Shane Danielsen (2001-05 Director EIFF): Quick tip: Don't rush to judgment. And remember: not everything is either a peerless masterpiece, nor a grotesque failure. Most films lie in between.
Wendy Mitchell (Screen): What to wear? Don't wear anything but the most comfortable shoes you can find. flip flops make you look like more of a pro than stilletos!
Zara Balfour (NPA, Picture on the Wall Prds): Where to eat? In the old town, Le Suquet
Yesterday some pavilion staff were walking down the International Village trying to sell Panama hats and we overheard somebody go '55 euros?! I can't afford that, I'm from Serbia!'. The ambience down the village is probably one of the coolest things about Cannes - especially when they host little friendly functions and have native foods...
The hotcake of the evening was the Indiana Jones premiere which unfortunately overbooked a few hundred seats so we were turned down at the door. It's weird thinking until I actually wanted to be 'him' until I was 7 - so hoping to catch the Monday afternoon screening.
Another thing I find pretty cool is schmoozing in the taxi queue: even though this is a huge wait everybody's always really nice and if you're out to meet people just hop in and out of the queue mingling! If you're lucky they might even be on the way to a party and take you with them - this happened last year and I ended up in the Golden Compass Launch/ New Line function!
Team Raindance: James Merchant, Jesse Vile, Joe Pearhouse, Suzanne Ballantyne and Elliot Grove in front of the Palais.
Last night I vaguely remember my flatmate screaming â€˜help Xavier help!â€™ at about 3am. When I ran up to her bed she was half on the floor and calmly went â€˜oh sorry, just had a nightmareâ€™ and made up some excuse the next morning about being excited about her first Cannes.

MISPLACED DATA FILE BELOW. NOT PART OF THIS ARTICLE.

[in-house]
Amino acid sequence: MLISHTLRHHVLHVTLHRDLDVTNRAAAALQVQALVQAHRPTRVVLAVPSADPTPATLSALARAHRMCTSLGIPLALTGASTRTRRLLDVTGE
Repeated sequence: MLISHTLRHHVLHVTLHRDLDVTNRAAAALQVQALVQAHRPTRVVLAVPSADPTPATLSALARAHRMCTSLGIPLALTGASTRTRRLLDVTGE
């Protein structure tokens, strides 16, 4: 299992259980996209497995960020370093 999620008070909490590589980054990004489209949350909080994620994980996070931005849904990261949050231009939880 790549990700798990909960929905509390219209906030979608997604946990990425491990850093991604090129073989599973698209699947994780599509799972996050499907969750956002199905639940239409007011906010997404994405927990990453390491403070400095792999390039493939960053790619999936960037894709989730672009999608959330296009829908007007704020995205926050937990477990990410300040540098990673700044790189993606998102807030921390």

Later today I noticed the Marche had replaced these crummy robotic toilets to standard ones â€“ they used to be so clever the toilet seat lifted automatically when using it if it didn't like you!
The pain about Cannes this year was the rain: thereâ€™s always a day or two of it and this year itâ€™s been pouring down so the ticket I queued up for for two hours for "Lornha de Passe" ended up being unused as I couldnâ€™t stand the 10minutes in the rain in a soaking tux.
Hospital Club also hosted a funky memberâ€™s party where we met the guys of Soi Cowboy, this year headlining the Certain Regard selection and produced by ex-Raindance student Tom Waller:
- Xavier -
I saw the British debut film Hunger yesterday morning - the film by Steve McQueen about the torture of Irish prisoners in the Maze prison 25 years ago. I walked in five minutes late and thought the film was about atrocities in Iraq, or some such - until I realised that the United Kingdom, of which I am a citizen, was responsible. An awesome film, which is still with me.
Harrison Ford is still in town, following his film Raiders last night. The Croisette was even more jammed than usual and I was trying to cross to get to the Majestic to meet my MySpace friend, Edward King, when the limos stopped me. To my amazement, Harrison himself was sitting in one right in front of me - so close our knuckles nearly touched.
Another new Cannes acquaintance, a jouno for an infuential website whose name I will not mention here, was nearly in tears after the screening, however. And not in tears of joy.
The trade papers are wailing about how few buyers are here this year. Not true say my sales agent friends. it is true that some Americans haven't come this year because of the onerous exchange rate. Speaking of which, it has become really expensive here for British visitors as well.